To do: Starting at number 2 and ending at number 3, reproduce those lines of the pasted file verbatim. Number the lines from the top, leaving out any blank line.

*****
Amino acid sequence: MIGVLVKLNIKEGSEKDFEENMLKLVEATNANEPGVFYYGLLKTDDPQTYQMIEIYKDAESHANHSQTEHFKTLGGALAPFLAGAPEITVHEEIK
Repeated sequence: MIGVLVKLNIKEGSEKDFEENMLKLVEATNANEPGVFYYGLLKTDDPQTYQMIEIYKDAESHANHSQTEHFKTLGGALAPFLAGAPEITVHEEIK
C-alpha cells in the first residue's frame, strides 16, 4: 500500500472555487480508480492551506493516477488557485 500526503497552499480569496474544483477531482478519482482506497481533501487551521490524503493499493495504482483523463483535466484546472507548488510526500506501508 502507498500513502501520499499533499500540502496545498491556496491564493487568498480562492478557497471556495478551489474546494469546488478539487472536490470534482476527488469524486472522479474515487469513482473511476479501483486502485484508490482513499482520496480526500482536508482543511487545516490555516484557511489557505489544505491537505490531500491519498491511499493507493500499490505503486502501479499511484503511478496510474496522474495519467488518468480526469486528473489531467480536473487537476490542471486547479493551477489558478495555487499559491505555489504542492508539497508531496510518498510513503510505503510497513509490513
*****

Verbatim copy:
Repeated sequence: MIGVLVKLNIKEGSEKDFEENMLKLVEATNANEPGVFYYGLLKTDDPQTYQMIEIYKDAESHANHSQTEHFKTLGGALAPFLAGAPEITVHEEIK
C-alpha cells in the first residue's frame, strides 16, 4: 500500500472555487480508480492551506493516477488557485 500526503497552499480569496474544483477531482478519482482506497481533501487551521490524503493499493495504482483523463483535466484546472507548488510526500506501508 502507498500513502501520499499533499500540502496545498491556496491564493487568498480562492478557497471556495478551489474546494469546488478539487472536490470534482476527488469524486472522479474515487469513482473511476479501483486502485484508490482513499482520496480526500482536508482543511487545516490555516484557511489557505489544505491537505490531500491519498491511499493507493500499490505503486502501479499511484503511478496510474496522474495519467488518468480526469486528473489531467480536473487537476490542471486547479493551477489558478495555487499559491505555489504542492508539497508531496510518498510513503510505503510497513509490513